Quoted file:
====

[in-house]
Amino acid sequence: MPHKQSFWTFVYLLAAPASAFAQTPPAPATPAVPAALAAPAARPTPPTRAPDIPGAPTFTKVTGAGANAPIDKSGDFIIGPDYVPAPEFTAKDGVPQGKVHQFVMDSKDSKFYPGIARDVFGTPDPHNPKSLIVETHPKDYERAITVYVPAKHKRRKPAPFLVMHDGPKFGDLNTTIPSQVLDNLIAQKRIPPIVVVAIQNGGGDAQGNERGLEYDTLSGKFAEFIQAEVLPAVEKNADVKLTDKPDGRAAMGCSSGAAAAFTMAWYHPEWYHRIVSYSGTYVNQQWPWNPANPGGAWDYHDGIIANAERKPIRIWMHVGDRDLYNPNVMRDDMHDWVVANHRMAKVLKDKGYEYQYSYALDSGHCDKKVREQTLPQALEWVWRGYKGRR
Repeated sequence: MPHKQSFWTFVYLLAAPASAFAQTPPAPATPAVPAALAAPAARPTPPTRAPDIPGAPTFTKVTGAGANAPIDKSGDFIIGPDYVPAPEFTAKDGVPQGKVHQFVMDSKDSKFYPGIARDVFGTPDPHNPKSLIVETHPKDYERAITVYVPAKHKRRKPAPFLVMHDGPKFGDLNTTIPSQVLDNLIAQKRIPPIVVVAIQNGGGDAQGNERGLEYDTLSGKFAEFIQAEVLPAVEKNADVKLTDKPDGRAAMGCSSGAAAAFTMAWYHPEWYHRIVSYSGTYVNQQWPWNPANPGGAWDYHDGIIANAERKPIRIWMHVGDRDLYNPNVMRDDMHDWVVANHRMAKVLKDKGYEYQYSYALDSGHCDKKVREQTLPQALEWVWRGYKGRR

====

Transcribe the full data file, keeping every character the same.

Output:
[in-house]
Amino acid sequence: MPHKQSFWTFVYLLAAPASAFAQTPPAPATPAVPAALAAPAARPTPPTRAPDIPGAPTFTKVTGAGANAPIDKSGDFIIGPDYVPAPEFTAKDGVPQGKVHQFVMDSKDSKFYPGIARDVFGTPDPHNPKSLIVETHPKDYERAITVYVPAKHKRRKPAPFLVMHDGPKFGDLNTTIPSQVLDNLIAQKRIPPIVVVAIQNGGGDAQGNERGLEYDTLSGKFAEFIQAEVLPAVEKNADVKLTDKPDGRAAMGCSSGAAAAFTMAWYHPEWYHRIVSYSGTYVNQQWPWNPANPGGAWDYHDGIIANAERKPIRIWMHVGDRDLYNPNVMRDDMHDWVVANHRMAKVLKDKGYEYQYSYALDSGHCDKKVREQTLPQALEWVWRGYKGRR
Repeated sequence: MPHKQSFWTFVYLLAAPASAFAQTPPAPATPAVPAALAAPAARPTPPTRAPDIPGAPTFTKVTGAGANAPIDKSGDFIIGPDYVPAPEFTAKDGVPQGKVHQFVMDSKDSKFYPGIARDVFGTPDPHNPKSLIVETHPKDYERAITVYVPAKHKRRKPAPFLVMHDGPKFGDLNTTIPSQVLDNLIAQKRIPPIVVVAIQNGGGDAQGNERGLEYDTLSGKFAEFIQAEVLPAVEKNADVKLTDKPDGRAAMGCSSGAAAAFTMAWYHPEWYHRIVSYSGTYVNQQWPWNPANPGGAWDYHDGIIANAERKPIRIWMHVGDRDLYNPNVMRDDMHDWVVANHRMAKVLKDKGYEYQYSYALDSGHCDKKVREQTLPQALEWVWRGYKGRR